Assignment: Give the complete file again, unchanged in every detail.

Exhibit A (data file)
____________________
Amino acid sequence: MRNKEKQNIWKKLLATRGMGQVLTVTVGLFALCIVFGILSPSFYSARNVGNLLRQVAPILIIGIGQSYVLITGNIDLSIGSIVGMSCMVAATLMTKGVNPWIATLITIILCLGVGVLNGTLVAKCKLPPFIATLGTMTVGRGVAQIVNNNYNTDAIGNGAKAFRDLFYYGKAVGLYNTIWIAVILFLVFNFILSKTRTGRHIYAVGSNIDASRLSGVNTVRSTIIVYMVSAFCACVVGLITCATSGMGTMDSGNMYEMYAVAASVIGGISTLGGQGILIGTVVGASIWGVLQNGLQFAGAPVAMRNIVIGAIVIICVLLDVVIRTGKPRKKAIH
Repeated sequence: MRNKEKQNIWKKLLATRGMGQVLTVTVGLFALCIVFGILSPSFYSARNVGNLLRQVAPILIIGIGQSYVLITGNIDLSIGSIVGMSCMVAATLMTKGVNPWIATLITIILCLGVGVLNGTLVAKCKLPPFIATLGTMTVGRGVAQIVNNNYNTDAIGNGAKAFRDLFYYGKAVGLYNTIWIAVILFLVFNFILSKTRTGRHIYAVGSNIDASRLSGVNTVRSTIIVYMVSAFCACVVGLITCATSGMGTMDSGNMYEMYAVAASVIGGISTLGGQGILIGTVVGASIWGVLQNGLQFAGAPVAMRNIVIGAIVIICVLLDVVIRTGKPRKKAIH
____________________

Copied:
Amino acid sequence: MRNKEKQNIWKKLLATRGMGQVLTVTVGLFALCIVFGILSPSFYSARNVGNLLRQVAPILIIGIGQSYVLITGNIDLSIGSIVGMSCMVAATLMTKGVNPWIATLITIILCLGVGVLNGTLVAKCKLPPFIATLGTMTVGRGVAQIVNNNYNTDAIGNGAKAFRDLFYYGKAVGLYNTIWIAVILFLVFNFILSKTRTGRHIYAVGSNIDASRLSGVNTVRSTIIVYMVSAFCACVVGLITCATSGMGTMDSGNMYEMYAVAASVIGGISTLGGQGILIGTVVGASIWGVLQNGLQFAGAPVAMRNIVIGAIVIICVLLDVVIRTGKPRKKAIH
Repeated sequence: MRNKEKQNIWKKLLATRGMGQVLTVTVGLFALCIVFGILSPSFYSARNVGNLLRQVAPILIIGIGQSYVLITGNIDLSIGSIVGMSCMVAATLMTKGVNPWIATLITIILCLGVGVLNGTLVAKCKLPPFIATLGTMTVGRGVAQIVNNNYNTDAIGNGAKAFRDLFYYGKAVGLYNTIWIAVILFLVFNFILSKTRTGRHIYAVGSNIDASRLSGVNTVRSTIIVYMVSAFCACVVGLITCATSGMGTMDSGNMYEMYAVAASVIGGISTLGGQGILIGTVVGASIWGVLQNGLQFAGAPVAMRNIVIGAIVIICVLLDVVIRTGKPRKKAIH